5 Best Customer Journey Maps & Use Guide

Whether you’re starting from scratch or jumping straight unto it, understanding the basics of using customer journey maps is essential to successfully creating empathy with the user and understanding their journey.

This article will discuss the 5 best customer journey maps that you can use with visual collaboration and we’ll run through the essential steps to creating your own customer journey map.

5 Best Customer Journey Maps

Customer journey maps come in a wide variety of templates and often are completely different from one another. Despite their aesthetic differences, any business can use them to improve their customer experience and help them better understand their users. Here are our 5 favorite customer journey maps!


The storyboarding template is one of the most simple customer journey maps in our database and is easily used by any product development team.

Fresco Storyboarding Template

The storyboarding template visualizes how a potential user will experience the solution that is being developed. This template works best for teams that are designing brand new experiences for users to interact with, and it is a way to curate the desired experience before implementing the solution.

The first step to using this board is defining the scenario at hand. The scenario will be either a specific solution to a problem the customer is experiencing, a new solution to attract new users, or a brand new project proposal. It’s important to have an understanding of the proposed scenario in order to create a narrowed understanding of how the user will interact with it and how it can be most effective. 

After carefully defining the scenario, you begin to map out each stage of interaction. Use the boxes to describe how the user will interact with each specific touchpoint of the scenario. Be as descriptive as possible in this portion to separate the interactions as much as possible. This helps differentiate them and provides unique value to each step.

After finishing the template, you should have a solid understanding of the most important steps for the user to interact with and how you can maximize their experience.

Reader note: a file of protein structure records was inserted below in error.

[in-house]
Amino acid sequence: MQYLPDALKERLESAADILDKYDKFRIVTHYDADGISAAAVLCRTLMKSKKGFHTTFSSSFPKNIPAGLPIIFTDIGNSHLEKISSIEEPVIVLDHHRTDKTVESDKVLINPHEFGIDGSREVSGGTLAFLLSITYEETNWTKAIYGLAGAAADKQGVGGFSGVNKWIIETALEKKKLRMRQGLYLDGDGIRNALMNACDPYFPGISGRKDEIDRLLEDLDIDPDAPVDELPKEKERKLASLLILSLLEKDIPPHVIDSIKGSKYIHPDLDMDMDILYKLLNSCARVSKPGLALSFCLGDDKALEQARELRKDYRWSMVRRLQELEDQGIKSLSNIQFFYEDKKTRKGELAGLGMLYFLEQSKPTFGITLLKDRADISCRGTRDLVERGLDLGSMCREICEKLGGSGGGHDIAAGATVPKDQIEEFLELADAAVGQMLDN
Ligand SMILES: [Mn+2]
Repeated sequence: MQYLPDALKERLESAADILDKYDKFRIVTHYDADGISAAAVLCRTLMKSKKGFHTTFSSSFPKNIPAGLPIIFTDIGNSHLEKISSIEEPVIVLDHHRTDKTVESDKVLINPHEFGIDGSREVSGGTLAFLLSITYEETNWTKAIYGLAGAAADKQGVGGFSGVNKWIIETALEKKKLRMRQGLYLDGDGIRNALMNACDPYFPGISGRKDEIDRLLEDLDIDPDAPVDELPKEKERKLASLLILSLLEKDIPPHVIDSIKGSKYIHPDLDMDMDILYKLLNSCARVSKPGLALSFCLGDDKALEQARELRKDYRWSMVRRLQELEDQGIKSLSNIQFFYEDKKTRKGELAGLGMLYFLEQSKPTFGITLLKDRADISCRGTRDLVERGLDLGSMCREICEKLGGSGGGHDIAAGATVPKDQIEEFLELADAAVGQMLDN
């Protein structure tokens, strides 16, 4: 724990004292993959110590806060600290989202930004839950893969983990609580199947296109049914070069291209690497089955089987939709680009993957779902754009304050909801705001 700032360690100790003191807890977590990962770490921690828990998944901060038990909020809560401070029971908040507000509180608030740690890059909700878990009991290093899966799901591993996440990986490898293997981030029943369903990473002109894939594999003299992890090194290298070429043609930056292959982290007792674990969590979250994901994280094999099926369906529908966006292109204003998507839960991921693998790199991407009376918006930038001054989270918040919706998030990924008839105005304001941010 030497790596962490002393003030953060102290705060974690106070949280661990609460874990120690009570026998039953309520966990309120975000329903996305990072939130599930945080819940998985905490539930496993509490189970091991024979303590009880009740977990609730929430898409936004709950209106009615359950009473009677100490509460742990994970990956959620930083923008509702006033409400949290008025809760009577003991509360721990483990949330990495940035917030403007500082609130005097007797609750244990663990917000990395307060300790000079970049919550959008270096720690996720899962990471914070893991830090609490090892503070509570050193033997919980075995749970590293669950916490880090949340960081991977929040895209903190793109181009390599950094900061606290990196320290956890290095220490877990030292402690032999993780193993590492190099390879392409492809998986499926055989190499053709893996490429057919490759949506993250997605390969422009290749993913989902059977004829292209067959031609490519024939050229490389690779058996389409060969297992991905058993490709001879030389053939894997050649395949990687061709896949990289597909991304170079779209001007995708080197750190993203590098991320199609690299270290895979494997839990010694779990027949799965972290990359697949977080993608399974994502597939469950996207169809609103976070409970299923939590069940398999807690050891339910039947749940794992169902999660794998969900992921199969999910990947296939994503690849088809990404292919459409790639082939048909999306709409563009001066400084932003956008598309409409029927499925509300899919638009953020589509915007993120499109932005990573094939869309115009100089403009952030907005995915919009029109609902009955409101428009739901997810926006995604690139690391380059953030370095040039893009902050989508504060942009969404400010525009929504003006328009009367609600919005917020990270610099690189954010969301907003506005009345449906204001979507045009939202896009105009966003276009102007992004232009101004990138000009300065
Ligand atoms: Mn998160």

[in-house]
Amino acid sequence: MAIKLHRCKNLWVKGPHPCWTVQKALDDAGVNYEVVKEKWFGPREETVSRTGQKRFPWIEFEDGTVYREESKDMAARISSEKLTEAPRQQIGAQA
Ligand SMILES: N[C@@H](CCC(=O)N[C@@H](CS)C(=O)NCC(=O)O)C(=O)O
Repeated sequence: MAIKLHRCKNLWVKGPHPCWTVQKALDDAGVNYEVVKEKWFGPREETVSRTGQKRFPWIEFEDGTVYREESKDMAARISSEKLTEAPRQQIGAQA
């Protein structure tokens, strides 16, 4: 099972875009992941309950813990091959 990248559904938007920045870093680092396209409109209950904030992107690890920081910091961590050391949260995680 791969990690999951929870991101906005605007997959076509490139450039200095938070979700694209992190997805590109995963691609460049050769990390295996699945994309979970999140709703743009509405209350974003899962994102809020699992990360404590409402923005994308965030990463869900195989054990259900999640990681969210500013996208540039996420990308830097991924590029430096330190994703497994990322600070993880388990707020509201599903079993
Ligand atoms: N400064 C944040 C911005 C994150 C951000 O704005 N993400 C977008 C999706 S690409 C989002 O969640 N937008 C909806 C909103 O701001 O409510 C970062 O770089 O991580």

Engaging New Customers

The engaging new customers template is an effective way to map out routes to reach a new user base. In order to reach these new customers, you must walk through how they will experience the scenario posed in front of them.

There are 5 stages to the engaging new customers template. They are as follows: Reach, Impress, Engage, Exit, and Return. Each of these phases poses unique interactions that the user will engage with and opportunities to secure their brand loyalty. 

The first two phases, reach and impress, are centered around the methods that will attract new customers and the feeling they will get when first interacting with the product. These are key stages in the process, and based on the quality of the interactions, can inform the user’s intention of continuing to use the product or not.

The next step is “engage” and this will detail the meat of the user’s experience with the product. This is where they will actually use the core functions of the product and interact with it first hand.

Fresco's Engaging New Customers template is an effective customer journey map

When describing the engagement, be as specific as possible to target every small detail of their use. Depicting these details is important and meaningful, especially considering a first-time user will certainly not interact with the product as a return customer would. 

Remember, the more specific you can discuss their interactions, the better you can target their specific customer needs.

The last two phases are the “exit & return” steps. These sections highlight the lasting impression that is left on the customer after using the product and the reason for them to return and use it again.

When describing these phases, think about how they will hear from your business after their principal task is complete. Is there any direct need to use your product/service again? How can you create this need?

The phases depicted are good indicators to gauge a customer’s experience and can be used to attract new customers or create a new user engagement strategy. Whatever the need may be, this template serves as a great customer journey map. 

Consumer Intentions Diagram

The consumer intentions diagram is not a typical customer journey map but is used to align the intentions of your users in order to structure features around their needs.